Transplant Athlete
Thursday, August 06, 2009
  Monty Python Moment...

Yesterday, as I was taking myself off the dialysis machine, I reached for the sharp end of the needle, but changed my mind and reached for the other end. A piece of tape in my hand snagged the butterfly (the "wings" just behind the needle) and yanked the needle out. A small stream of blood squirted out. It was warm and wet and I instantly got gauze on it.

I met with the Surgeon on Tuesday and he said "No Buttonhole" needles, so I'm back on sharps. Which is fine by me, I was having trouble placing the buttonhole correctly, and I got the distinct impression the nurses were going to keep me at the clinic training longer because I couldn't place them. I probably could have gone home the second week, if we hadn't messed around with buttonhole needles.

For those who don't know, a "buttonhole" or "constant site cannulation" is formed by using sharps in the same exact spot for about 7 days. The sharp needle eventually creates a "scar tunnel", then the patient switches to buttonhole needles which are dull. These buttonhole needles slide down the scar tunnel and push a flap open on the vein. The problem is you need to place the needle in the exact same spot, at the exact same angle over and over again, which is hard to replicate when you are just starting to self-cannulate. My surgeon feels that buttonhole weakens the vein in that spot and then if he needs to go in and repair it, there is nothing to sew to, so he must attach a graft to bypass the weak area. Also, he feels that if something goes wrong during use of the buttonhole, it won't clot properly (because the area is weak) and there is nothing there to stop the blood from rushing down the scar tunnel and out my body. He says it's very dangerous.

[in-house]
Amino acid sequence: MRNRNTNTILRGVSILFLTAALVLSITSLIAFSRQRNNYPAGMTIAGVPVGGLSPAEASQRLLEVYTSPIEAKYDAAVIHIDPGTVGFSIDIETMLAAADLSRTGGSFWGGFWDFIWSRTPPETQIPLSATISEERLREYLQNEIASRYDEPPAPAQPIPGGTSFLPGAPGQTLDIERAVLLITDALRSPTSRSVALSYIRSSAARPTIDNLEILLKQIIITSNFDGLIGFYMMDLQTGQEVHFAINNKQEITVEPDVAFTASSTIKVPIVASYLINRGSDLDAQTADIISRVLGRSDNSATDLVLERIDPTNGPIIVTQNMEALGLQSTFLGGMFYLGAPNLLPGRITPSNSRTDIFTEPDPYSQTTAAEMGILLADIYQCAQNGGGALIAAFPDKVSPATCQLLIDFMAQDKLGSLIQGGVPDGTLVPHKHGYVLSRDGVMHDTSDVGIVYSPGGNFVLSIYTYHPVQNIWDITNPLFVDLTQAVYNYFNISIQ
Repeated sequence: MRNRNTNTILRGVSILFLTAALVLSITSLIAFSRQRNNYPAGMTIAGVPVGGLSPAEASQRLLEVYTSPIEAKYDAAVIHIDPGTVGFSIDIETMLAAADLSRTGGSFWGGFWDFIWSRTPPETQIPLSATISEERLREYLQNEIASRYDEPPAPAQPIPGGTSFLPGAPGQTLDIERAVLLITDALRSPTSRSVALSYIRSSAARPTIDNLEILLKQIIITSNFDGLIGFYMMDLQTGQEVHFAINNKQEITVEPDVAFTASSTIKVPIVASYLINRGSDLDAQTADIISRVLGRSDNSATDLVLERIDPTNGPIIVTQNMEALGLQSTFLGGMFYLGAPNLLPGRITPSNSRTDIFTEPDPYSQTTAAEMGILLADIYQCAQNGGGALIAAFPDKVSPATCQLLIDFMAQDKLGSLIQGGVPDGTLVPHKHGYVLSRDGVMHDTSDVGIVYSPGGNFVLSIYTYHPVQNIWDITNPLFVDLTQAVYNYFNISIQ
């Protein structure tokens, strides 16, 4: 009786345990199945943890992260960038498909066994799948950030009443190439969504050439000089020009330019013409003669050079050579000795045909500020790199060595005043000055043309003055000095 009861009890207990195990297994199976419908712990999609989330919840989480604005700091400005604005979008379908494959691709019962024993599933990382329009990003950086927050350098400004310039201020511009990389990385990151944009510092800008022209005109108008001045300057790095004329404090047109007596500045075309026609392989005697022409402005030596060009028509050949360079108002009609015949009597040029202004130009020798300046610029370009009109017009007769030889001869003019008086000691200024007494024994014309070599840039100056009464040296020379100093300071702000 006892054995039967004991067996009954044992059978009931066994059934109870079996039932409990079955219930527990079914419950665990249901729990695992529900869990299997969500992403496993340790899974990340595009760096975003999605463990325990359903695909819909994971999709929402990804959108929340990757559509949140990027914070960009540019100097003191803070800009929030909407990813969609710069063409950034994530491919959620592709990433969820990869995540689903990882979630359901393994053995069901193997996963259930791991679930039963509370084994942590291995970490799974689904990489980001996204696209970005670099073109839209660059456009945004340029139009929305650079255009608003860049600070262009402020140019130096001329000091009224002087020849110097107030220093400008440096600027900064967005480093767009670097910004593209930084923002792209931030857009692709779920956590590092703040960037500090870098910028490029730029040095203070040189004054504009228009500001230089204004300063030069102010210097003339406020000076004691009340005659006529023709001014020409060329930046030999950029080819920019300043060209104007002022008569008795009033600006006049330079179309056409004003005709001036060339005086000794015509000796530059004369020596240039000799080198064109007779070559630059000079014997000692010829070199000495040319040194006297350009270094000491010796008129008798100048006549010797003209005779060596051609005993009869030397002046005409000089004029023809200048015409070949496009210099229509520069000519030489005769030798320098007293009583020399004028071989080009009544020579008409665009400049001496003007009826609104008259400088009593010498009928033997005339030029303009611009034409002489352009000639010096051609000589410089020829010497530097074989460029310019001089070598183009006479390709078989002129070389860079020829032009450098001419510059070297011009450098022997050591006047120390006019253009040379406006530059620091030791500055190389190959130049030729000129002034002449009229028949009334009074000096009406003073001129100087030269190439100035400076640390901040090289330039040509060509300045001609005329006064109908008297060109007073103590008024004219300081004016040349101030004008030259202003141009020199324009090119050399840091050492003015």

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I've gone through kidney failure twice. The first time in 2000, my mother donated a kidney; and again in 2008, I'm on dialysis waiting for a breakthrough in immuno-suppression medicines before seeking a new kidney.

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Warning Signs for Kidney Disease:

  • High Blood Pressure
  • Burning or Difficulty when Urinating
  • Frequent Urination at Night
  • Blood in your urine
  • Cola or tea colored urine
  • Swellig of the eyes, ankles, or feet
  • Lower back pain unrelated to physical activity

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